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Friday, 21 January 2011 08:51

Does NBN Co really need to build its own satellites?


To bring broadband to a few tens of thousands of remote Australian, NBN Co is planning to spend several hundred million dollars on two geostationary satellites. Meanwhile a Canadian company is planning to launch a network of microsatellites that it says will "provide backhaul capacity will connecting remote regions of the Earth to the Internet."

Microsat Systems Canada has announced plans to develop COMMStellation, a constellation of 78 microsatellites that will be placed in polar orbit at a height of 1,000km. The company has set up a dedicated web site where it claims that COMMStellation "is being developed to help alleviate global backhaul issues and connect rural and remote areas of the world where fibre infrastructure is cost prohibitive."

Microsat president and CEO, David R Cooper, claims that COMMStellation "will provide essential backhaul capacity to mobile operators across the globe," and says: "It's an initiative many governments are pushing for because of its ability to connect all of Earth's citizens to the Internet."

According to Cooper, "High-speed backhaul infrastructure is the single most important enabler to the growth of Internet business models and wealth generation. If a country does not have it - it will fall behind."

Another company O3B Networks (for the 'other three billion' beyond terrestrial broadband) is planning a constellation of mid earth orbit satellites at a height of 8000kms with the same aim in mind, but according to Microsat "COMMStellation will provide over five times the data bandwidth density, even at the equator, for the same satellite output, and all for hundreds of millions less cost. In addition, COMMStellation will provide one eighth the data latency, ten times the total constellation capacity, and potentially provide bandwidth to any of Earth's 6.9 billion (estimate) population, not just the 'other three billion'."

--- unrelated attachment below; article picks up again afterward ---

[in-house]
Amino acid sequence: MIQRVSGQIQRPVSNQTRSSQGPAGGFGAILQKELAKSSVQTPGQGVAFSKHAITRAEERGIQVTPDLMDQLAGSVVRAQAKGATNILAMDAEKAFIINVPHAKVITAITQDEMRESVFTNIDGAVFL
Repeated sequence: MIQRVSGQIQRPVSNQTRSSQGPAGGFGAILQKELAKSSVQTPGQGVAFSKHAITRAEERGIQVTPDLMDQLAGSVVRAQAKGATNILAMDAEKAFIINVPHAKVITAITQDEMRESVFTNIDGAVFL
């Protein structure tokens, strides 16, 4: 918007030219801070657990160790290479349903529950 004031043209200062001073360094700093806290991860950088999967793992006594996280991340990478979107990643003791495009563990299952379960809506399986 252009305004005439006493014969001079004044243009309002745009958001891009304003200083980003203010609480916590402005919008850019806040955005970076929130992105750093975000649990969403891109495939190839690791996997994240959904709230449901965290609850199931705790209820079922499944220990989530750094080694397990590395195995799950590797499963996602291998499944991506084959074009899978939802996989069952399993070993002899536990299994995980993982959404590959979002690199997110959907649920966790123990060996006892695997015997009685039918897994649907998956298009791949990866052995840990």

O3b looked to be vying for a role in Australia in the early day of the NBN and was highly critical of plans to use geostationary satellites for rural broadband because of the almost 500 millisecond latency that their orbital height of 36,000kms introduces. However it appears to have lost interest.

Microsat says COMMStellation is scheduled for launch in 2015, but as yet it does not appear to have any firm plans. The company says it "continues to discuss partnerships with other companies with complementary interests."

Cooper said: "We are looking for service providers who want to improve service to their customers, technology partners who can bring complementary technologies to the COMMStellation initiative, military or industrial leaders who are looking for strategic communications to and from remote areas, and governments that want to improve the lives of all citizens - not only those who live in  urban areas."

COMMStellation will initially comprise 78 microsatellites in six orbital planes with an additional six redundant microsatellites. The company claims this will "Provide 100 percent global coverage with up to 15 times the speed and 10 times the total bandwidth capacity of a MEO constellation of comparable satellites." However it has given no indication of total costs to build, or of service charges.

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